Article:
He goes on to explain, “Let’s say you have a username and password with LinkedIn, and the LinkedIn data is compromised [by hackers], and posted on the internet. That information will stay on the internet for say one week or two weeks. In that period, our bots pick it up and store it locally. We have the collection of almost all the leaks that have happened, and from that we are searching. We are not breaking into any system, but whatever has been made publicly available, we are maintaining a copy. The same system or model is what the police are trying to implement.”  

When asked about privacy concerns around such technology, Manu says that it’s better to have such technology in the hands of the law enforcers, as opposed to anti-social or criminal elements in society. 

But can we just take it for granted that such technology in the hands of the state, particularly police, is automatically a good thing?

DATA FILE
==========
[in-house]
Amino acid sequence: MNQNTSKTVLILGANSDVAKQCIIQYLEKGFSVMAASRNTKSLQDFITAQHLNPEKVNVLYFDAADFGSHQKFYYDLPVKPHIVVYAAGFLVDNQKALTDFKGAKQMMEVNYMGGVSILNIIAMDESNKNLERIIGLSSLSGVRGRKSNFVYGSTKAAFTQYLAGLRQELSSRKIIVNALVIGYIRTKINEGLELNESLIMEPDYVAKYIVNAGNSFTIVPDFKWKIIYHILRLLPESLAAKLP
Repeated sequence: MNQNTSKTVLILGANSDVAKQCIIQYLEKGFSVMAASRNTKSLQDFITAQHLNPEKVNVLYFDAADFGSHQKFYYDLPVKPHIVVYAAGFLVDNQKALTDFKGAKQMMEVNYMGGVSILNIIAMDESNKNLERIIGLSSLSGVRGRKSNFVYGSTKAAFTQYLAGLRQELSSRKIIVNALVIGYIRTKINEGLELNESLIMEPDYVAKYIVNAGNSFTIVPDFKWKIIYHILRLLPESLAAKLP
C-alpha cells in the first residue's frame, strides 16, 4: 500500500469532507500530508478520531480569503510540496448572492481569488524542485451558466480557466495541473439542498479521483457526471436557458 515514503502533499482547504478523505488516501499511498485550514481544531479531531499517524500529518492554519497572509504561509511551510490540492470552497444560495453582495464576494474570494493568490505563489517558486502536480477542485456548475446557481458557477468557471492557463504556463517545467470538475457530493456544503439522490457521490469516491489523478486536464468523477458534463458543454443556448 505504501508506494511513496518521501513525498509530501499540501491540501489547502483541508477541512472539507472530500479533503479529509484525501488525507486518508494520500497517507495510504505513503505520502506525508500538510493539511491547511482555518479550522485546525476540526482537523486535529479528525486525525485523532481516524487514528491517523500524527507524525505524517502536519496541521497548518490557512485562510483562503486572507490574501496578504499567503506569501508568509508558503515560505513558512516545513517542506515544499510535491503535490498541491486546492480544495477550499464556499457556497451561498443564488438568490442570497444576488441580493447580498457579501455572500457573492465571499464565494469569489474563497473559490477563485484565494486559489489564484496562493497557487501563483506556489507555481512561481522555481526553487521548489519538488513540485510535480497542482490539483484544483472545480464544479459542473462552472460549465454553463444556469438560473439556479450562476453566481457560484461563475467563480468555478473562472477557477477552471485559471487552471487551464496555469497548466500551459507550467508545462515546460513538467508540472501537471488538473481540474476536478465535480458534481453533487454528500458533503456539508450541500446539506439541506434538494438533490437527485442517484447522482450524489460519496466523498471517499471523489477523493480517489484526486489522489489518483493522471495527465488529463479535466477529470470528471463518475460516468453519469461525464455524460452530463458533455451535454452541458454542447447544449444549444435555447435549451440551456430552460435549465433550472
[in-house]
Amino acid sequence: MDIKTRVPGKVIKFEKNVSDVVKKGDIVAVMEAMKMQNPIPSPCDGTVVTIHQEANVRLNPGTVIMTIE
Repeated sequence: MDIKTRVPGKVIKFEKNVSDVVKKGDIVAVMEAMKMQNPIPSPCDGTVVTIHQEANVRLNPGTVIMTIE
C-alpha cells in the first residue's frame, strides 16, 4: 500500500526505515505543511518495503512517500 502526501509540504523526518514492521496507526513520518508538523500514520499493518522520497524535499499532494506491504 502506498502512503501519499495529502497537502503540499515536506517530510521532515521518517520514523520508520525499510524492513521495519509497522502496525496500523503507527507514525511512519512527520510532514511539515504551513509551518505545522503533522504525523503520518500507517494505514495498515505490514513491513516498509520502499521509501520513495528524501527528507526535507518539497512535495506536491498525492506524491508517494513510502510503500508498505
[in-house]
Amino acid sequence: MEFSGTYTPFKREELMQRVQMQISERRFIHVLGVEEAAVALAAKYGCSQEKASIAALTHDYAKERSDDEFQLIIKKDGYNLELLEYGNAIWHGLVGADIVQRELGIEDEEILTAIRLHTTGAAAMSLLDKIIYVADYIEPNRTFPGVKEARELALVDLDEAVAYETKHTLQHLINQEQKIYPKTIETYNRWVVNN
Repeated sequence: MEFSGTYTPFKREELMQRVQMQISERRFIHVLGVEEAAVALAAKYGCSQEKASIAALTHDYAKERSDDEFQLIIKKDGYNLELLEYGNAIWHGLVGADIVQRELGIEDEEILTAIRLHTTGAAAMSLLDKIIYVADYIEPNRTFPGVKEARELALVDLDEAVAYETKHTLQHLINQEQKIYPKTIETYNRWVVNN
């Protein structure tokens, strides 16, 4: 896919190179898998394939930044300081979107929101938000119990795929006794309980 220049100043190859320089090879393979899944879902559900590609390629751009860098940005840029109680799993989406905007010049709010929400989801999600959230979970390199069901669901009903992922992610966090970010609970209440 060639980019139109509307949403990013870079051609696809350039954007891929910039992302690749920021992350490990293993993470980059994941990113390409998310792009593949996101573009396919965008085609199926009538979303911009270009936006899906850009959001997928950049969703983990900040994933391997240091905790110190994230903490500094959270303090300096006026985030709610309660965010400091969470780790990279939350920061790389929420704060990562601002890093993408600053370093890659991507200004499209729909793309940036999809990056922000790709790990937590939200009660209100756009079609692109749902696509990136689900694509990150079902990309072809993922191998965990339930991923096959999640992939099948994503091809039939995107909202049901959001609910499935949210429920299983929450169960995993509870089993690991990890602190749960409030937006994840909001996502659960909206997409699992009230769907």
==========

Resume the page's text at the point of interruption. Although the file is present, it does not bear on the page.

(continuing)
Police naturally seem to think so. The Kerala police proposes to use such technology for VIP security, near airports and highly protected zones.

Manoj Abraham, Inspector General of Police, Thiruvananthapuram Range says, “This drone is basically like any ordinary drone, but with connectivity to the database of all the people with criminal backgrounds. With Artificial Intelligence (AI), we will match the pictures. Now, if the drone is being operated and we have a VVIP visit, we will operate the drone there and the moment it flies above them and the pictures are transmitted, the AI will match the pictures with the available database, and give an alert that such a wanted person is sitting in the audience of this event.”